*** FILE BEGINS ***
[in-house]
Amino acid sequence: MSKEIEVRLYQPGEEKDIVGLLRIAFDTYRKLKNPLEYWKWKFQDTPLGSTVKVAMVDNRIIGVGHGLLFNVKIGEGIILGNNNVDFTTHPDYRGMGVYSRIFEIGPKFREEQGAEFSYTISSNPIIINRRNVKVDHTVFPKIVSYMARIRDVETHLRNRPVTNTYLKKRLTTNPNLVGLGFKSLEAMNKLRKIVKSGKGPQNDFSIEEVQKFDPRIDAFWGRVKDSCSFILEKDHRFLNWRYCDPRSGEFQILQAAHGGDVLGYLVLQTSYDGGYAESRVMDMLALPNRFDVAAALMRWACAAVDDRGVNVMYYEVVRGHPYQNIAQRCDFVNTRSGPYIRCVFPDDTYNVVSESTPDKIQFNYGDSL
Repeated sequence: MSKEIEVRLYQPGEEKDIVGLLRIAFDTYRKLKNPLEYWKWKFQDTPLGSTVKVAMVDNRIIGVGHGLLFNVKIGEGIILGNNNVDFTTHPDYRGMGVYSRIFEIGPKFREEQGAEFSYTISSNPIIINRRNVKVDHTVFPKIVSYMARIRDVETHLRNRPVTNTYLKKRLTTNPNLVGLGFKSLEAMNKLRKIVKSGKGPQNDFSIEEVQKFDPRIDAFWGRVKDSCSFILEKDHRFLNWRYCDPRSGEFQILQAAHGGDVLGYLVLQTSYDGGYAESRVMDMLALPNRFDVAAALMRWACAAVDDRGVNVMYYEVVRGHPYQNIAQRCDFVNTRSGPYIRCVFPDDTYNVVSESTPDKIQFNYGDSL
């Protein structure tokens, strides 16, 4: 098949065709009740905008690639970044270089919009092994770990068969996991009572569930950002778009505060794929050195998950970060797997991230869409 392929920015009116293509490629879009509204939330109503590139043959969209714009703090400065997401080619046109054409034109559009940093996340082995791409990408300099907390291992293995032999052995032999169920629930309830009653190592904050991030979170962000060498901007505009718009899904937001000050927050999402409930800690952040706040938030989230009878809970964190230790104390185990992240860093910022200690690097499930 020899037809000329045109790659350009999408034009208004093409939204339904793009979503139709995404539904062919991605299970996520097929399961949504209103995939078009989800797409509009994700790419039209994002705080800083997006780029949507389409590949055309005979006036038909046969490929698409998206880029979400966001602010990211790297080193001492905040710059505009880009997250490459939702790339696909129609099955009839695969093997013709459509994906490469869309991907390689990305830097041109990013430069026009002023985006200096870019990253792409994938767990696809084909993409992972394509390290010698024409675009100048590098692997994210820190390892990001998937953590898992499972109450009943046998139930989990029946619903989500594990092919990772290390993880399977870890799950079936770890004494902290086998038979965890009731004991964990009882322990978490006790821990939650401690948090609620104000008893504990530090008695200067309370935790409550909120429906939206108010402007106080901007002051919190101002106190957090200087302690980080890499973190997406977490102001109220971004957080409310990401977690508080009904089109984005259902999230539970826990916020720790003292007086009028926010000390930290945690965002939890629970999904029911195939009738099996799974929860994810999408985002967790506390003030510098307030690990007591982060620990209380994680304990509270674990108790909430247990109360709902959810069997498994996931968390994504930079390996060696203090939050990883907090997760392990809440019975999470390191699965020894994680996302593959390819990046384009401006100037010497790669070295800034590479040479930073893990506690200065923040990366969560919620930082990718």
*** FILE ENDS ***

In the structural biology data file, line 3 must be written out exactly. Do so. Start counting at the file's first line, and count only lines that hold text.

Repeated sequence: MSKEIEVRLYQPGEEKDIVGLLRIAFDTYRKLKNPLEYWKWKFQDTPLGSTVKVAMVDNRIIGVGHGLLFNVKIGEGIILGNNNVDFTTHPDYRGMGVYSRIFEIGPKFREEQGAEFSYTISSNPIIINRRNVKVDHTVFPKIVSYMARIRDVETHLRNRPVTNTYLKKRLTTNPNLVGLGFKSLEAMNKLRKIVKSGKGPQNDFSIEEVQKFDPRIDAFWGRVKDSCSFILEKDHRFLNWRYCDPRSGEFQILQAAHGGDVLGYLVLQTSYDGGYAESRVMDMLALPNRFDVAAALMRWACAAVDDRGVNVMYYEVVRGHPYQNIAQRCDFVNTRSGPYIRCVFPDDTYNVVSESTPDKIQFNYGDSL